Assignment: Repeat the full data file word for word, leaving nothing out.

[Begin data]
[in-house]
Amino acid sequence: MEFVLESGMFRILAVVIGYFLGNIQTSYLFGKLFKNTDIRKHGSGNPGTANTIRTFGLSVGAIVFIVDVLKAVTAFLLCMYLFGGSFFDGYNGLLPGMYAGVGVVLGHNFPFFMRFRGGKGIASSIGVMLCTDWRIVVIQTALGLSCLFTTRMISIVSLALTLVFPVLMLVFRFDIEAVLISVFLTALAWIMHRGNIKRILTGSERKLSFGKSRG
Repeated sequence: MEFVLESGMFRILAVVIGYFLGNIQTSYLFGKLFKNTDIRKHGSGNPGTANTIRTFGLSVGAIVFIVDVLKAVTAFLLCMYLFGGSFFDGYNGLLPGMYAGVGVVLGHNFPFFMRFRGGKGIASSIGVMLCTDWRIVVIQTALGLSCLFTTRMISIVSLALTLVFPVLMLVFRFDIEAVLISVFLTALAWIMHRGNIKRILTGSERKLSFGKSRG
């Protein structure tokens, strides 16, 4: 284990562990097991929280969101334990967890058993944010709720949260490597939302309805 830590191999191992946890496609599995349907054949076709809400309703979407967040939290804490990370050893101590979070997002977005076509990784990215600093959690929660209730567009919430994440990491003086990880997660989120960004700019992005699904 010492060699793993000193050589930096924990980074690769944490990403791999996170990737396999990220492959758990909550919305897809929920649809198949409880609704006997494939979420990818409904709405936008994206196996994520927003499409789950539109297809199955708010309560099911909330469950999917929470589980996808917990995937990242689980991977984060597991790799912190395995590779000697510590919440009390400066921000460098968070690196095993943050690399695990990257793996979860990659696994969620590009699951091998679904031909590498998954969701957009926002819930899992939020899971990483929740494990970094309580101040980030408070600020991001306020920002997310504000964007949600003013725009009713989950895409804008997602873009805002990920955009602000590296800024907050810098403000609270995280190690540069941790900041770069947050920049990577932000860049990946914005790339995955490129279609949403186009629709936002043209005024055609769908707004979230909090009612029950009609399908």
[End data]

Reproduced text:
[in-house]
Amino acid sequence: MEFVLESGMFRILAVVIGYFLGNIQTSYLFGKLFKNTDIRKHGSGNPGTANTIRTFGLSVGAIVFIVDVLKAVTAFLLCMYLFGGSFFDGYNGLLPGMYAGVGVVLGHNFPFFMRFRGGKGIASSIGVMLCTDWRIVVIQTALGLSCLFTTRMISIVSLALTLVFPVLMLVFRFDIEAVLISVFLTALAWIMHRGNIKRILTGSERKLSFGKSRG
Repeated sequence: MEFVLESGMFRILAVVIGYFLGNIQTSYLFGKLFKNTDIRKHGSGNPGTANTIRTFGLSVGAIVFIVDVLKAVTAFLLCMYLFGGSFFDGYNGLLPGMYAGVGVVLGHNFPFFMRFRGGKGIASSIGVMLCTDWRIVVIQTALGLSCLFTTRMISIVSLALTLVFPVLMLVFRFDIEAVLISVFLTALAWIMHRGNIKRILTGSERKLSFGKSRG
């Protein structure tokens, strides 16, 4: 284990562990097991929280969101334990967890058993944010709720949260490597939302309805 830590191999191992946890496609599995349907054949076709809400309703979407967040939290804490990370050893101590979070997002977005076509990784990215600093959690929660209730567009919430994440990491003086990880997660989120960004700019992005699904 010492060699793993000193050589930096924990980074690769944490990403791999996170990737396999990220492959758990909550919305897809929920649809198949409880609704006997494939979420990818409904709405936008994206196996994520927003499409789950539109297809199955708010309560099911909330469950999917929470589980996808917990995937990242689980991977984060597991790799912190395995590779000697510590919440009390400066921000460098968070690196095993943050690399695990990257793996979860990659696994969620590009699951091998679904031909590498998954969701957009926002819930899992939020899971990483929740494990970094309580101040980030408070600020991001306020920002997310504000964007949600003013725009009713989950895409804008997602873009805002990920955009602000590296800024907050810098403000609270995280190690540069941790900041770069947050920049990577932000860049990946914005790339995955490129279609949403186009629709936002043209005024055609769908707004979230909090009612029950009609399908």